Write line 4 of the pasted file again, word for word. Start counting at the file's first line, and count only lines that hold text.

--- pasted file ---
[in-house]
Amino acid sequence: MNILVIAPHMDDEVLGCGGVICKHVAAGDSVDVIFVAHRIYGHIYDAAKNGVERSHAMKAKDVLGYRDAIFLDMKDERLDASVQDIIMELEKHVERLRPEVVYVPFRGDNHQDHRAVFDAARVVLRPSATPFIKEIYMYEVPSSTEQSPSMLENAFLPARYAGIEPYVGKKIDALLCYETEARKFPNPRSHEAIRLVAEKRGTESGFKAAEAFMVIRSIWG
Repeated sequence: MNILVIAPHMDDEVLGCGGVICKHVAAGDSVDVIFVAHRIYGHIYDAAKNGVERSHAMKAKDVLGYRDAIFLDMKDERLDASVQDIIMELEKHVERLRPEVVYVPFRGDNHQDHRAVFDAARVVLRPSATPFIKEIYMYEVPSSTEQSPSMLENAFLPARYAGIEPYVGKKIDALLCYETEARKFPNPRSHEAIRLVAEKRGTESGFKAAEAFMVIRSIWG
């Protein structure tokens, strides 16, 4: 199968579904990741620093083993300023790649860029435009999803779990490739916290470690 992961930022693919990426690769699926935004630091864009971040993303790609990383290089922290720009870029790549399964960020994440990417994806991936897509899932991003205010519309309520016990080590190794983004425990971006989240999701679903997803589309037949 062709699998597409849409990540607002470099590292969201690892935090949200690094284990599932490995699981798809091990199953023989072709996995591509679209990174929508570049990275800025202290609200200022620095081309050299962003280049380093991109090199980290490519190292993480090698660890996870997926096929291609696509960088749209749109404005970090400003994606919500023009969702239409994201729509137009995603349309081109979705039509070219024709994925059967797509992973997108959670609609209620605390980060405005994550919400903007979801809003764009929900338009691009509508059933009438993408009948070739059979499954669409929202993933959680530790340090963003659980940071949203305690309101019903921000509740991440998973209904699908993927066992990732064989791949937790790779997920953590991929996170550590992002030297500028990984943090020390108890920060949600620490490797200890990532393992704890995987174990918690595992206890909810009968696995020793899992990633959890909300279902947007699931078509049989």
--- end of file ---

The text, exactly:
């Protein structure tokens, strides 16, 4: 199968579904990741620093083993300023790649860029435009999803779990490739916290470690 992961930022693919990426690769699926935004630091864009971040993303790609990383290089922290720009870029790549399964960020994440990417994806991936897509899932991003205010519309309520016990080590190794983004425990971006989240999701679903997803589309037949 062709699998597409849409990540607002470099590292969201690892935090949200690094284990599932490995699981798809091990199953023989072709996995591509679209990174929508570049990275800025202290609200200022620095081309050299962003280049380093991109090199980290490519190292993480090698660890996870997926096929291609696509960088749209749109404005970090400003994606919500023009969702239409994201729509137009995603349309081109979705039509070219024709994925059967797509992973997108959670609609209620605390980060405005994550919400903007979801809003764009929900338009691009509508059933009438993408009948070739059979499954669409929202993933959680530790340090963003659980940071949203305690309101019903921000509740991440998973209904699908993927066992990732064989791949937790790779997920953590991929996170550590992002030297500028990984943090020390108890920060949600620490490797200890990532393992704890995987174990918690595992206890909810009968696995020793899992990633959890909300279902947007699931078509049989």